A novel 2015 pilot study evaluated the use of sildenafil on PPE resulting from sunitinib or capecitabine.11 Of the 9 patients who completed the study, 5 reported improvement in foot pain and 3 reported improvement in hand pain. The authors hypothesized that the increase in nitric oxide (NO) concentration would mitigate the mechanisms underlying PPE via improved wound healing. The latter has been demonstrated in preclinical trials.12-16 It is presumed improved wound healing occurs due to upregulation of cyclic guanosine monophosphate (CGMP), which augments the effect of NO. Interestingly, several tyrosine kinase drugs that also cause PPE downregulate NO production,17 thereby decreasing wound healing in the setting of vascular compromise.

Nonpharmaceutical interventions

Nonpharmaceutical recommendations to manage HFS, often made by nursing staff to patients, include avoiding excessive pressure to the skin, friction, and extreme temperatures.1,7 However, the latter is questionable as some suggest regional cooling to the wrists and ankles may be effective to decrease onset of PPE,18 most commonly during intravenous administration of chemotherapeutics associated with PPE. The theory is that vasoconstriction, due to the cold temperatures, results in less drug accumulation in the distal extremities. Unfortunately, for daily, oral cytotoxic agents such as capecitabine and multityrosine kinase inhibitors, consistent regional cooling is not only impractical, but also painful.

Anti-inflammatory mechanisms

Given that erythema and swelling are hallmarks of PPE, some postulate that toxic effects of cytotoxic 5-FU may result in activation of inflammatory pathways. This hypothesis makes sense; celecoxib, a cyclooxygenase (COX)-2 inhibitor, has been shown to reduce the rate of grade 2 HFS in 50% of patients when compared to placebo.19 Although celecoxib is seemingly effective in this arena, its consistent use is not without risks, including serious adverse events like gastrointestinal bleeding and perforation.20 These hazards are nonnegotiable in patients with gastrointestinal tumors. It makes great sense to use therapies that do not increase risk of adverse events or interfere with chemotherapeutic agents. Curcumin seems to fit the bill, as it is one of the most studied and well-known natural anti-inflammatory agents and, so far, shows little to no interaction with capecitabine efficacy.21,22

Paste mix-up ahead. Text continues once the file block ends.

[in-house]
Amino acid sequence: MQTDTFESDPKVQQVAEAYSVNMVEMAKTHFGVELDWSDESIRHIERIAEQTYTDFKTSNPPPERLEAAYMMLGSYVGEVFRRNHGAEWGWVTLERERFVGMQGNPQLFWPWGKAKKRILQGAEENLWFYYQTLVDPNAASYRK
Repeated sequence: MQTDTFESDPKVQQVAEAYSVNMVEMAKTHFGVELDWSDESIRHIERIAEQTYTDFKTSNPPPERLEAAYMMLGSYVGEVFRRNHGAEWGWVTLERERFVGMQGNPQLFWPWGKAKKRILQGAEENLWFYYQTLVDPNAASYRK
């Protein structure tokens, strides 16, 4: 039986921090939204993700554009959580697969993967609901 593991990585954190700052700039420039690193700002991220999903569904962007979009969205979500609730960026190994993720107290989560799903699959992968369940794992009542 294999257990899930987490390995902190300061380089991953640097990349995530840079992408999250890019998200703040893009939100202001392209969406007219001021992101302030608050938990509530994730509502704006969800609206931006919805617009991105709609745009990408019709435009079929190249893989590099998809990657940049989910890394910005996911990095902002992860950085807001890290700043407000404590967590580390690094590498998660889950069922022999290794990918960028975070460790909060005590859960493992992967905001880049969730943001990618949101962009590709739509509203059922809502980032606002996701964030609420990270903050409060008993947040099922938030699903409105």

The anti-inflammatory mechanisms of curcumin are multifold.23-27 Clinical trials have demonstrated its ability to downregulate COX-2 activity by modifying nuclear factor-kappa-light-chain-enhancer of activated B cells (NF-KB)-mediated gene activation.28 This makes curcumin an intriguing therapy as a supportive agent in the management and prevention of HFS, given that COX-2 inhibition with celecoxib proved to be protective.

Curcumin or turmeric?

A further point must be made regarding the type of Curcuma longa (turmeric) used in the present study. The authors cite the use of a GNC-formulated extra-strength turmeric formula. While in the abstract the authors state that participants received turmeric, they actually received a standard curcumin concentrate that was 95% curcuminoids that also contained black pepper concentrates intended to enhance absorption. So although this study claims to have used turmeric, the product given was, in fact, curcumin. This is an important point as curcuminoids are those studied in the majority of clinical trials, and their anti-inflammatory and immune-modulating abilities far outweigh those of turmeric alone.28 This study would have been better titled “Curcumin for Prevention of Capecitabine-Induced Hand-Foot Syndrome.” Given this study’s outcomes, curcumin joins a small group of better known and studied natural therapies to mitigate HFS.

Vitamin B6